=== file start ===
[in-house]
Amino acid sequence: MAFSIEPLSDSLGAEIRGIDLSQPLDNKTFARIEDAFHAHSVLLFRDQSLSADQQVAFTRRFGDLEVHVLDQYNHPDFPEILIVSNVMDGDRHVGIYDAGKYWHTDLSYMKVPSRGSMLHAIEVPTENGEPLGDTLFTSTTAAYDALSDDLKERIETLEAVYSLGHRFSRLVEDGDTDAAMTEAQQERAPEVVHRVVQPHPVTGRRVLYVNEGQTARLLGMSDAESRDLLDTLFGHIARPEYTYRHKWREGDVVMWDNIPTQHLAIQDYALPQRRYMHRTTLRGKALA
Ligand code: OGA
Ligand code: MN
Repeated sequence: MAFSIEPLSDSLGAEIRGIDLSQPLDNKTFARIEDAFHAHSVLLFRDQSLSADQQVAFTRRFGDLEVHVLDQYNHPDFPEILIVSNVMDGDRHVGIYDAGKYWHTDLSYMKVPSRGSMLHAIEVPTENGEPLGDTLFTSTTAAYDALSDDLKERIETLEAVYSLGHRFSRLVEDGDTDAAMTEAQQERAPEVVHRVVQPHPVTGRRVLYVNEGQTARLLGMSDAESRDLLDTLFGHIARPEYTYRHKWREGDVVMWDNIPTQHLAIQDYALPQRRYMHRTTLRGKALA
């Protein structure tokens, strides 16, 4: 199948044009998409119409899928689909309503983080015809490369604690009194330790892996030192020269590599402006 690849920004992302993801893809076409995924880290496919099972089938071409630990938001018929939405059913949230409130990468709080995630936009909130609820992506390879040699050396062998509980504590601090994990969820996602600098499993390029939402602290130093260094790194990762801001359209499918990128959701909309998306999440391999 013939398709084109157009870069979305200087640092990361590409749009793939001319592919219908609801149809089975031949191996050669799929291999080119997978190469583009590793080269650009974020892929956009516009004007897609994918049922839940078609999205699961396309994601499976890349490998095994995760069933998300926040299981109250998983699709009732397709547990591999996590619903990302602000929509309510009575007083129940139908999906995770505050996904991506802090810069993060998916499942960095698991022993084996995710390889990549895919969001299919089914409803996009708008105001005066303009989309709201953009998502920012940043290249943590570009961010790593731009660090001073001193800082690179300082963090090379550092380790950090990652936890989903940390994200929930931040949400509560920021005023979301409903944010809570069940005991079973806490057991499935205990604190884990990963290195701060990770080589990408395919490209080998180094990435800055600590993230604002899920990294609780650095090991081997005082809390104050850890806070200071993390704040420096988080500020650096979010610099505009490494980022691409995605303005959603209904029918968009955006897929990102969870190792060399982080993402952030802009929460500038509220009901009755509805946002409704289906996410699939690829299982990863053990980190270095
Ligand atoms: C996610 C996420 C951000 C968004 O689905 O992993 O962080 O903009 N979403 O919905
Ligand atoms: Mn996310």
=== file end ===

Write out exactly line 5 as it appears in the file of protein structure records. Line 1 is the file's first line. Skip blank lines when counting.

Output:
Repeated sequence: MAFSIEPLSDSLGAEIRGIDLSQPLDNKTFARIEDAFHAHSVLLFRDQSLSADQQVAFTRRFGDLEVHVLDQYNHPDFPEILIVSNVMDGDRHVGIYDAGKYWHTDLSYMKVPSRGSMLHAIEVPTENGEPLGDTLFTSTTAAYDALSDDLKERIETLEAVYSLGHRFSRLVEDGDTDAAMTEAQQERAPEVVHRVVQPHPVTGRRVLYVNEGQTARLLGMSDAESRDLLDTLFGHIARPEYTYRHKWREGDVVMWDNIPTQHLAIQDYALPQRRYMHRTTLRGKALA